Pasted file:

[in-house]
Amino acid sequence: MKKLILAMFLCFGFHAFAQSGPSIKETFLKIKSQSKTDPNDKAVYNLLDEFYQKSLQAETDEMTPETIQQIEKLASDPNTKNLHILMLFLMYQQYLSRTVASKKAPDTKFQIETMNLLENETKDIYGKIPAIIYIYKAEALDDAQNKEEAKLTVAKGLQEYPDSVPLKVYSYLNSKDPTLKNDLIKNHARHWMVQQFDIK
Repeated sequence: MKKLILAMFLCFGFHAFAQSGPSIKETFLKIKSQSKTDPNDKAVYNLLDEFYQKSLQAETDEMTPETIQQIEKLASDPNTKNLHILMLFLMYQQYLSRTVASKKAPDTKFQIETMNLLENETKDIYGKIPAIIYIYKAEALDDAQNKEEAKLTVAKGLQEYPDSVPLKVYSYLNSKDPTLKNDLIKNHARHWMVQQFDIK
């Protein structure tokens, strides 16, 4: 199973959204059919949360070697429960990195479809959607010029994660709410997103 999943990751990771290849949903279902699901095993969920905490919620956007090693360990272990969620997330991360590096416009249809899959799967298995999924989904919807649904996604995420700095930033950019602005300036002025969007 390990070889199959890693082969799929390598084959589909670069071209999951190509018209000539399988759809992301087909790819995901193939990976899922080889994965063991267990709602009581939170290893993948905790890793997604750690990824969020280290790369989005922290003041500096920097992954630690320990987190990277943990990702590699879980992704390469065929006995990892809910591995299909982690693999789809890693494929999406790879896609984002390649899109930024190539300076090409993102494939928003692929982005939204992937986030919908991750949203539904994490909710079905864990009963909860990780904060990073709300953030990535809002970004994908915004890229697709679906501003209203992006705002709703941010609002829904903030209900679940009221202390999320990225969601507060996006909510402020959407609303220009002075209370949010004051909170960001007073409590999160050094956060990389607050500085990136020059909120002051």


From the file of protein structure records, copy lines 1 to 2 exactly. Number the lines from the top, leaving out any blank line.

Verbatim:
[in-house]
Amino acid sequence: MKKLILAMFLCFGFHAFAQSGPSIKETFLKIKSQSKTDPNDKAVYNLLDEFYQKSLQAETDEMTPETIQQIEKLASDPNTKNLHILMLFLMYQQYLSRTVASKKAPDTKFQIETMNLLENETKDIYGKIPAIIYIYKAEALDDAQNKEEAKLTVAKGLQEYPDSVPLKVYSYLNSKDPTLKNDLIKNHARHWMVQQFDIK